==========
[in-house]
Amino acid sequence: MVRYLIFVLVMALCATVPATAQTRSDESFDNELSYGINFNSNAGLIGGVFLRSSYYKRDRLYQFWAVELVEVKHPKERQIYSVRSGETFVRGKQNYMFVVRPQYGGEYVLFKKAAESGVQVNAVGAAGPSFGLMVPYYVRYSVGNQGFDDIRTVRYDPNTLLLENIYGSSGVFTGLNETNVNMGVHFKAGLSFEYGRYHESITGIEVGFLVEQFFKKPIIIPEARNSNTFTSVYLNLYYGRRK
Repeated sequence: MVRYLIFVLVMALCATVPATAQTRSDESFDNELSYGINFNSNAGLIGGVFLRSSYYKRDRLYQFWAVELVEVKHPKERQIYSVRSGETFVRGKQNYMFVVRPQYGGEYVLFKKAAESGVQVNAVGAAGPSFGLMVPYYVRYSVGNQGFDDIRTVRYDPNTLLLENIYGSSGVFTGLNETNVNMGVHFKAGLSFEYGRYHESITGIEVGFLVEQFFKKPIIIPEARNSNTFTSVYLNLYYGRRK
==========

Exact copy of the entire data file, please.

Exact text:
[in-house]
Amino acid sequence: MVRYLIFVLVMALCATVPATAQTRSDESFDNELSYGINFNSNAGLIGGVFLRSSYYKRDRLYQFWAVELVEVKHPKERQIYSVRSGETFVRGKQNYMFVVRPQYGGEYVLFKKAAESGVQVNAVGAAGPSFGLMVPYYVRYSVGNQGFDDIRTVRYDPNTLLLENIYGSSGVFTGLNETNVNMGVHFKAGLSFEYGRYHESITGIEVGFLVEQFFKKPIIIPEARNSNTFTSVYLNLYYGRRK
Repeated sequence: MVRYLIFVLVMALCATVPATAQTRSDESFDNELSYGINFNSNAGLIGGVFLRSSYYKRDRLYQFWAVELVEVKHPKERQIYSVRSGETFVRGKQNYMFVVRPQYGGEYVLFKKAAESGVQVNAVGAAGPSFGLMVPYYVRYSVGNQGFDDIRTVRYDPNTLLLENIYGSSGVFTGLNETNVNMGVHFKAGLSFEYGRYHESITGIEVGFLVEQFFKKPIIIPEARNSNTFTSVYLNLYYGRRK